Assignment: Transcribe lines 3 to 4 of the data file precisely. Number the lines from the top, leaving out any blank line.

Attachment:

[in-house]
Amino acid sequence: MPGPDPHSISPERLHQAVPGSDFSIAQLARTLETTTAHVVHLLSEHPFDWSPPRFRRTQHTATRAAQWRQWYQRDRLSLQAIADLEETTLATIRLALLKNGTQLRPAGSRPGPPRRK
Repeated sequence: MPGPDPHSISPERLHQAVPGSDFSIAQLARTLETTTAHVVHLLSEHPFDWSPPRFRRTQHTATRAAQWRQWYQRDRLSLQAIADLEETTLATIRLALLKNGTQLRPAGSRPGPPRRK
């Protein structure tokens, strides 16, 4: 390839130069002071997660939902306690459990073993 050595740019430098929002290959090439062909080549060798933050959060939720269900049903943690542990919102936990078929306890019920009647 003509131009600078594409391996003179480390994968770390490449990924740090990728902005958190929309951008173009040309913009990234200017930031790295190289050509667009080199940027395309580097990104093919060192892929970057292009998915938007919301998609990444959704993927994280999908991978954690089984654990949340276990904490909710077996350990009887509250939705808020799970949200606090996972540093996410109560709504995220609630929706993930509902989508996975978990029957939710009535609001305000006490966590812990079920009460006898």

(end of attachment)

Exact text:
Repeated sequence: MPGPDPHSISPERLHQAVPGSDFSIAQLARTLETTTAHVVHLLSEHPFDWSPPRFRRTQHTATRAAQWRQWYQRDRLSLQAIADLEETTLATIRLALLKNGTQLRPAGSRPGPPRRK
């Protein structure tokens, strides 16, 4: 390839130069002071997660939902306690459990073993 050595740019430098929002290959090439062909080549060798933050959060939720269900049903943690542990919102936990078929306890019920009647 003509131009600078594409391996003179480390994968770390490449990924740090990728902005958190929309951008173009040309913009990234200017930031790295190289050509667009080199940027395309580097990104093919060192892929970057292009998915938007919301998609990444959704993927994280999908991978954690089984654990949340276990904490909710077996350990009887509250939705808020799970949200606090996972540093996410109560709504995220609630929706993930509902989508996975978990029957939710009535609001305000006490966590812990079920009460006898």